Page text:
Commuters in Washington, D.C., took 20 million fewer trips on the Metro this year, bringing ridership to 10-year lows amid crippling SafeTrack repairs of the system.
Ridership fell by 11 percent between April and June when SafeTrack began and the declines appear to accelerate. Passengers took 8 million fewer rides between April and July alone. Metro made 321 million passenger trips for the fiscal year, which ended June 30, marking a 6 percent decline over ridership in 2015. Metro officials previously estimated ridership would grow by 3.2 percent this fiscal year, reports The Washington Post.
Analysts warn if the trend continues, the D.C. Metro will have a $1.1 billion budget shortfall by 2020.
“The basic old core ridership just isn’t there anymore,” Michael Goldman, chairman of Metro’s finance committee, told The Washington Post. “It will probably still take a couple of years to draw those riders back to Metro.”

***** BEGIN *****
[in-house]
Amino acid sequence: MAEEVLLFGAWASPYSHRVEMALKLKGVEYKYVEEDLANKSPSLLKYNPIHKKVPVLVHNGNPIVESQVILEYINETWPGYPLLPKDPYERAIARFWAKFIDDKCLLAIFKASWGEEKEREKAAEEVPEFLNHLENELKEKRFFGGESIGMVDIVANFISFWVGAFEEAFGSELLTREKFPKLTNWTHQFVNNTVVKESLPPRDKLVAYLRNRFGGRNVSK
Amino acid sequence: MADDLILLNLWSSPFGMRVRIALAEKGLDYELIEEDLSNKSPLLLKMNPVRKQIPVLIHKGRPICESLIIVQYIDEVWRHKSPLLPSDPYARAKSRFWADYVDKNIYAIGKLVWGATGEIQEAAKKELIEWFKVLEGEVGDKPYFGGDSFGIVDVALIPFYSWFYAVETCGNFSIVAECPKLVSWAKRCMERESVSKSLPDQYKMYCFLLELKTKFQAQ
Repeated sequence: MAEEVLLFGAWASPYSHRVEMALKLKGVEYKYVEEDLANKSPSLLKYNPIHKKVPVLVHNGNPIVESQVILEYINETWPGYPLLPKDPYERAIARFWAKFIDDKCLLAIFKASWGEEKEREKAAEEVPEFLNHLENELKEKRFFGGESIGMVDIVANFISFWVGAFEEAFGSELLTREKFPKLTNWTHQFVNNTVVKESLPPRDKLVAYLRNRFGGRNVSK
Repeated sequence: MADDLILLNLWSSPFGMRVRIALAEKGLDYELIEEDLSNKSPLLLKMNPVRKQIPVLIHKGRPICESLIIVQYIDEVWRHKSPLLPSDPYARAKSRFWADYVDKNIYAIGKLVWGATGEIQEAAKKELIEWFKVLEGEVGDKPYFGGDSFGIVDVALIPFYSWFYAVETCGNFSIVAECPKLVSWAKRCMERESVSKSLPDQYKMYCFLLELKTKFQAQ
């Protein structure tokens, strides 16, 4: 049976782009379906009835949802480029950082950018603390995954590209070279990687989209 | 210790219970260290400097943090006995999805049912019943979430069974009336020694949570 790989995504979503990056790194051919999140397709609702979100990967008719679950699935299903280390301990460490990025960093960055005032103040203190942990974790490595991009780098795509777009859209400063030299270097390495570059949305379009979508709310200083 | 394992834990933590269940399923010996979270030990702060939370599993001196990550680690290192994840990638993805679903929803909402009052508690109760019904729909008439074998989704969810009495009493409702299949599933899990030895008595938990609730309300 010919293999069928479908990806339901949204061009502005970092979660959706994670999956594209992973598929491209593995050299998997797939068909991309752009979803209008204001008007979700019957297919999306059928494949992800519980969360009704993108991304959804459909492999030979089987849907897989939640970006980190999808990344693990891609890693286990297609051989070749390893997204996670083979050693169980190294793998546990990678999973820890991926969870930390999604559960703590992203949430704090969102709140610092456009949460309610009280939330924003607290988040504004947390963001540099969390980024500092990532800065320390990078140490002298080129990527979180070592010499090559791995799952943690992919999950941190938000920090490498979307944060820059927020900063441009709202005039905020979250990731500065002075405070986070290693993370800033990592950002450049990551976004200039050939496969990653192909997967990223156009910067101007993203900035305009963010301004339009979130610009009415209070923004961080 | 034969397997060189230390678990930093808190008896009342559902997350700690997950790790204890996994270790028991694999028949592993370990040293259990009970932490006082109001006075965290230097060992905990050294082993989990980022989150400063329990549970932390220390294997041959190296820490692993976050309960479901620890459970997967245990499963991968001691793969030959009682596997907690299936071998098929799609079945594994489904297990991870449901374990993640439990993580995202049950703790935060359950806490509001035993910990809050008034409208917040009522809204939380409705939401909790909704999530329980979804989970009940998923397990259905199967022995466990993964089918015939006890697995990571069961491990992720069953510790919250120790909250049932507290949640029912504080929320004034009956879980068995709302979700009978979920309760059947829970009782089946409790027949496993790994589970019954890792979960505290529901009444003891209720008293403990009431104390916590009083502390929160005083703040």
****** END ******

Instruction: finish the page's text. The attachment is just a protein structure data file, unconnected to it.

Repairs and regular service disruptions from breakdowns have tainted the public’s view of the Metro system and pushed many customers into driving or busing into the District. Only 42 percent of Metro riders said the system is reliable in a recent survey. (RELATED: DC Metro’s Plan To Make System Safer Rewritten After Inspectors Find Its Not Safe)
“We need more money,” Jack Evans, chairman of the Metro Board, told The Washington Post. “If we don’t get it, then I don’t know what the option is. We have to then stop service.”
Evans wants greater funding for the Metro from the District, Maryland and Virginia. Evans is requesting $300 million from Congress to help balance their budget sheet, and $1 billion annually in dedicated funding from the local governments to conduct the necessary actions to keep the system running.
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